• Education tax rebates to cover school uniforms will also be extended for families who qualify for Family Tax Benefit A.
  • Gillard has confirmed bonus payments will be offered to the nation’s best teachers. The $425 million, four-year program — $1.3 billion to 2018 — will pay between $5400 and $8100 depending on experience. Up to 25,000 teachers are expected to receive the payments.
  • There is, The Australian says, speculation that a promised $222 million boost to school chaplaincy programs could be delayed.
  • University students will have discounts for up-front HECS payments slashed. A reduction by 10% will net the government $500 million.

EMPLOYMENT:

”What you’ll see in this budget is an emphasis upon Australians participating in the labour force and getting access to employment opportunities,” Swan said yesterday. The Treasurer has already pledged the budget will create 500,000 new jobs to drive the unemployment rate down from 4.9% to 4.5%.

The government’s “stick-and-carrot” approach to increasing workforce participation will take several forms, including:

  • The long-term unemployed (out of a job for more than two years, estimated at 230,000 people) will have the work experience they must undertake almost double, from two days a week for six months a year to 11 months of the year. The initiative will kick in on July 1.
  • Changes to the disability support pension to shift more recipients off welfare — a $13 billion annual government spend, almost twice unemployment benefits — are likely to start as trial programs, a source told The Age.
  • There are also expected to be budget initiatives to encourage older workers to remain in the work force. The Treasurer announced in March the establishment of an expert panel to advise on the economic impact.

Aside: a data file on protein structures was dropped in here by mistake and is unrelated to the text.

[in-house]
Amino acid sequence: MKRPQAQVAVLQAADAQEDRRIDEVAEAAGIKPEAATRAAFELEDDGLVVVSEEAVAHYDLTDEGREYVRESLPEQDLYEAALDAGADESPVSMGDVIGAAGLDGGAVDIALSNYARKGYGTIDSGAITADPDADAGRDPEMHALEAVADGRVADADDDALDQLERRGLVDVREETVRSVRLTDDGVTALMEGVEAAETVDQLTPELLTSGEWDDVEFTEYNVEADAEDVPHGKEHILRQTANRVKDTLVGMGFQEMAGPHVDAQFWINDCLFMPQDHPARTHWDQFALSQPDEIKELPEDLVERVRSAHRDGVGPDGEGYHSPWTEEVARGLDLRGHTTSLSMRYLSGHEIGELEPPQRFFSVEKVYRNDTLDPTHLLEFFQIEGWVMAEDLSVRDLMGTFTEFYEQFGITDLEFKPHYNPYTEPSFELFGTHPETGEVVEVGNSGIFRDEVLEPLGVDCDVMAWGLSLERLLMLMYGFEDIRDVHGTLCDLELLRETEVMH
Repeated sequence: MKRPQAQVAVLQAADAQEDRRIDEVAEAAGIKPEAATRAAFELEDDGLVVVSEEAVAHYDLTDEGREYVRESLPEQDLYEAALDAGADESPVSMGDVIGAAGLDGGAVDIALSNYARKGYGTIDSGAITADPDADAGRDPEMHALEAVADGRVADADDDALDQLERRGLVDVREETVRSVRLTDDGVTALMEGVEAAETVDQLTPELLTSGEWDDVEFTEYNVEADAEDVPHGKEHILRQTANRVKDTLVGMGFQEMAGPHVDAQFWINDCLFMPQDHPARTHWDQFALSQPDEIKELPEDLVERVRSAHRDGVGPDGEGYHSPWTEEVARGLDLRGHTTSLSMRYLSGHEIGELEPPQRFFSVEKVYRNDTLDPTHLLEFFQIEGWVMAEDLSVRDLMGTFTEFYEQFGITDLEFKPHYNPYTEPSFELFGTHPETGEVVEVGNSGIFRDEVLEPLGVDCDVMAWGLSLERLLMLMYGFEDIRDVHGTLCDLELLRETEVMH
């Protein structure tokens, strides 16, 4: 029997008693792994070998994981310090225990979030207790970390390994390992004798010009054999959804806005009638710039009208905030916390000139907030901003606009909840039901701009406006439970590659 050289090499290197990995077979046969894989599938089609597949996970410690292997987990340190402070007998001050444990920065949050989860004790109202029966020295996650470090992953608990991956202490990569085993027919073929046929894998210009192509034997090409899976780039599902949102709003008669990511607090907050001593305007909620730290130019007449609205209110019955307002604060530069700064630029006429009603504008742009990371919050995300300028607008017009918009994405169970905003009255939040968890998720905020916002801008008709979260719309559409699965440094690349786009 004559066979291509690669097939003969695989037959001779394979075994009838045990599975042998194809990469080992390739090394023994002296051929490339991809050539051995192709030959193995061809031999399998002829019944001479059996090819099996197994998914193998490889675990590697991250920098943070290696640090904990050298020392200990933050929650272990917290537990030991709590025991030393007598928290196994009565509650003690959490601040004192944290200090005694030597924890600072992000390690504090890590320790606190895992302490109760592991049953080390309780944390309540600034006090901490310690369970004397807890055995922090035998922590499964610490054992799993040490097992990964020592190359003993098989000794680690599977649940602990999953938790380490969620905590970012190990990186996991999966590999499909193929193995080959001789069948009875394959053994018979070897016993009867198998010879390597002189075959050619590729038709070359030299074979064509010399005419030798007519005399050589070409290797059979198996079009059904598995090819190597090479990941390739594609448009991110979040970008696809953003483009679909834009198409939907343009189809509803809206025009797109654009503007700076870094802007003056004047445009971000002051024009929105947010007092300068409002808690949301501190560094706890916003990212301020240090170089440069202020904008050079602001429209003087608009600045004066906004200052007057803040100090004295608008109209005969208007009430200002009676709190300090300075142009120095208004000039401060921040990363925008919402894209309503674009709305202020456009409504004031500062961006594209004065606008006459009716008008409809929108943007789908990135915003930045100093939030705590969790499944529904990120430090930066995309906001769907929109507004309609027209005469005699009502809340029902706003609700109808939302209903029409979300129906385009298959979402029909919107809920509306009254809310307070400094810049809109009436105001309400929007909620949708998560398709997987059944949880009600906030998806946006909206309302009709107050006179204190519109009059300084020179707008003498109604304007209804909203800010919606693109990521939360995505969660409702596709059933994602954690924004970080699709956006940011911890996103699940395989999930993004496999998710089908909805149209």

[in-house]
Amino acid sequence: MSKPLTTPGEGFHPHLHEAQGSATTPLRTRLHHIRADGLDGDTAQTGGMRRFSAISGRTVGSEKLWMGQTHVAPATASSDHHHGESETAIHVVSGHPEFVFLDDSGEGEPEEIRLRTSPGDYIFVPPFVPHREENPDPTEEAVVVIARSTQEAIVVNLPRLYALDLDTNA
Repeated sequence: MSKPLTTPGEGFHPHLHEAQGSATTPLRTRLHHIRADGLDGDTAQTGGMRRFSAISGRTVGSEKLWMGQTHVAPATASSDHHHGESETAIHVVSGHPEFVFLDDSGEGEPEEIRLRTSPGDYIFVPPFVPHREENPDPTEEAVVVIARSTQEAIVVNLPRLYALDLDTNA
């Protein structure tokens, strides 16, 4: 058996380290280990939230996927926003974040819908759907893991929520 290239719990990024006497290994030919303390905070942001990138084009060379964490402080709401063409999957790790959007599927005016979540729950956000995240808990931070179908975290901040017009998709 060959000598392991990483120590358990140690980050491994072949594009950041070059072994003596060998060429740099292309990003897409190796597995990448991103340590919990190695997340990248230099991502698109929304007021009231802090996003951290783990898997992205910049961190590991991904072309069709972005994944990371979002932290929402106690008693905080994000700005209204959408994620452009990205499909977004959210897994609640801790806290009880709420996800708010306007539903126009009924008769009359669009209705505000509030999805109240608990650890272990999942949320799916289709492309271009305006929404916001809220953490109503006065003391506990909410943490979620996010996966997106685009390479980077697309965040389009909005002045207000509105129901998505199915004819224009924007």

Along with workforce participation programs, Swan is expected to announce a lift in skilled overseas migration to feed labour-hungry regional areas. “Our priority is to train Australians first,” the Treasurer said. “Now, of course, from time to time and in places in the country and in particular industries, there will be shortages that can’t necessarily be filled by Australians.”

  • The intake number under the Regional Sponsored Migration Scheme will rise by 6000 to 16,000 in the 2011-12 financial year, The Australian reported yesterday. Australian Industry Group chief executive Heather Ridout says that’s at the “lower end of what was needed”.
  • Elsewhere, there will be “significant funds to train and reskill the unemployed”. Regional Development Minister Simon Crean said late last month: ”The focus of the budget will be very much about skills development.”

INFRASTRUCTURE

The government has already pledged funding to key projects including:

  • $742 million for a long-awaited commuter rail connection in Brisbane between Petrie and the booming Redcliffe peninsula.
  • $2.1 billion for a 14-kilometre rail link in Sydney’s west between Parramatta and Epping (despite the newly elected O’Farrell government wanting the funding redirected to its own rail plan).
  • $275 million towards upgrading the Princess Highway West in Victoria.

COMMUNICATIONS:

The government will aid pensioners make the switch to digital television before analogue services are switched off:

  • Communications Minister Stephen Conroy announced yesterday that $308.8 million will come from the budget to fund digital conversion for two million homes, including the supply and installation of digital set-top boxes.

DEFENCE:

The Australian Defence Force will be asked to razor its civilian workforce, to meet an increased efficiency dividend of 1.5% in 2011-12 and 2012-13. The department has pledged to cut $20 billion from its budget over the next decade.

  • Defence Minister Stephen Smith announced yesterday plans for the ADF to hire an extra 1655 civilians over the next three years will be cut back to 655 additional staff to meet budget saving targets.